I have also seen the “green movement” in building science morph into a few camps based on ideology instead of a simpler health, and energy science. If you want to improve the energy performance of your home, start with increased insulation value while accounting for the rest of the building system. Second, change all the lighting in the home to LED.  This will reduce excess heat in the summer and will reduce your electric bill right away with a short term payback. The third place to look is the heat plant. If you have older low efficient heating and cooling equipment, the change in efficiency from 80% to 94% will show up right away. Last but not least… if you are doing an entire exterior make-over… replace the windows. One at a time this doesn’t really change things. If you want to know what to do next… INSULATE MOREJ!

Here is a project we just completed in Wellesley. As part of a kitchen expansion, we did a complete exterior (and interior) make over. With blown in insulation in the budget along with all new windows, we discovered that a less effective insulation (about R9) had been installed by the last owner when they installed aluminum siding. We couldn’t get more insulation in the cavity so for the price of the blown in budget (about $5k) we suggested a one inch foam board to provide a thermal break. This pretty metallic red board does more than add 25-40% more to the insulation factor, but delivers a contiguous external thermal blanket that reduced hot and cold spots. This project with attic insulation and a new high efficient gas boiler shows the proof is in the pudding. Check out the comparison of last year’s energy report that came with the EverSource bill and the recent report!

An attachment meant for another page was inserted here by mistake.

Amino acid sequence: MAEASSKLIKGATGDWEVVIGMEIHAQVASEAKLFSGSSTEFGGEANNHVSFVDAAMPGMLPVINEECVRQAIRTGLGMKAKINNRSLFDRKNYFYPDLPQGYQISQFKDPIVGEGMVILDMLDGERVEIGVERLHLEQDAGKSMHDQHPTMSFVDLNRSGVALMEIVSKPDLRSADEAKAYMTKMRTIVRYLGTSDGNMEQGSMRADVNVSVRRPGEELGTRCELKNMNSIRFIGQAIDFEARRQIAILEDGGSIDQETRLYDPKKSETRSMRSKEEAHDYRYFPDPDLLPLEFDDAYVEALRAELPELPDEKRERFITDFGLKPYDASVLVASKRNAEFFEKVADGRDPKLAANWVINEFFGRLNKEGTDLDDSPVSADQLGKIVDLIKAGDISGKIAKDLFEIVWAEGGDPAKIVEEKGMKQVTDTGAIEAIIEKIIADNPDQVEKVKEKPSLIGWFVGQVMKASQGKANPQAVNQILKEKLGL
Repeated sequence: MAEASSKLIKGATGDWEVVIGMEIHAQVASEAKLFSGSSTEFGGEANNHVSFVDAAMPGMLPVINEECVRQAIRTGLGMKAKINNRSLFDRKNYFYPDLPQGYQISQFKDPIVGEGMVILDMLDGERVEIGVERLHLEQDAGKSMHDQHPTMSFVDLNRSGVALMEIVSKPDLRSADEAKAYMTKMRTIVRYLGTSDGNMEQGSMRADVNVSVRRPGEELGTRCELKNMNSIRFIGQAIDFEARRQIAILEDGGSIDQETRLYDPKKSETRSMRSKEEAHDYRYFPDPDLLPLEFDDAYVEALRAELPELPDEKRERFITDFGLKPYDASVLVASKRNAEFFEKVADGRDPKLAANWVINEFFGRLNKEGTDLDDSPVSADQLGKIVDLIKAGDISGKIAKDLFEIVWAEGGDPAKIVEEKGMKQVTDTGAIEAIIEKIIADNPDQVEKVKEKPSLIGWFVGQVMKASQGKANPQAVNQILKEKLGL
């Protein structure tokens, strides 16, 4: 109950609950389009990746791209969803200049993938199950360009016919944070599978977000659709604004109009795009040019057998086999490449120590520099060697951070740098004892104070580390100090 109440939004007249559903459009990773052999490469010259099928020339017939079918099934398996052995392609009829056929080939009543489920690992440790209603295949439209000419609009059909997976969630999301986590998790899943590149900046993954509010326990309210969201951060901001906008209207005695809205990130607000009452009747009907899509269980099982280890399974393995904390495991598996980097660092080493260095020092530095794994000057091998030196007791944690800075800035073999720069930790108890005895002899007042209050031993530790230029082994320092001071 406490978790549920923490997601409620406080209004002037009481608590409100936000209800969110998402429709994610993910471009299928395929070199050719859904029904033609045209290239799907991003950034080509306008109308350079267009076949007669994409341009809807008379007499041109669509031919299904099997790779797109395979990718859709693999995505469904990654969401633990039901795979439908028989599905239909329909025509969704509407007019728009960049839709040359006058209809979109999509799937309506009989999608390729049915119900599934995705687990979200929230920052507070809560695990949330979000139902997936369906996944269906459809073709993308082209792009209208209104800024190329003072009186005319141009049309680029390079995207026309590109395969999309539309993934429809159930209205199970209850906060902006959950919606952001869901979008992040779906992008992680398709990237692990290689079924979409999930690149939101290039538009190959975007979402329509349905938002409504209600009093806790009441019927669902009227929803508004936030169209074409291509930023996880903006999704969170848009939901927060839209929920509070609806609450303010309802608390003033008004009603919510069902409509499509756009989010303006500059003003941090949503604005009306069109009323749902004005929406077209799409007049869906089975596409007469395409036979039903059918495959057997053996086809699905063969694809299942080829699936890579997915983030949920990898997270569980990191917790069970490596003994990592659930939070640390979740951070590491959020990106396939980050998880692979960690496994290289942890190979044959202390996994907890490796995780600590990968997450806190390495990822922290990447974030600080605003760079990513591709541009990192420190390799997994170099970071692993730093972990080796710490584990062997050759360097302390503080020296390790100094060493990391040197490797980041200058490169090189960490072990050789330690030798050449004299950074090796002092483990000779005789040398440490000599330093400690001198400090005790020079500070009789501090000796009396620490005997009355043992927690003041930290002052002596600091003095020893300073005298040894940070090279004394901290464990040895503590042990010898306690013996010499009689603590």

The pictures of the home show the 3 phases of the exterior renovation (paint starts in a month or so).

Step one, strip to bare sheathing boards.

Step two, install a vapor barrier with 1” of foam board (they did finish the whole house… I showed up during that for the photo).

Step three, we sided with Hari Plank siding and Azek trim for a long lasting and beautiful low maintenance exterior that can be painted every 10-15 years.

What’s Under That Old Siding?

In the picture below, this is a typical 1940’s home in a Wellesley neighborhood we have done a few projects in. As part of a whole home renovation, we are going to put on a new roof, new siding and replace all of the exterior trim and windows. When we are done, it will be better than new!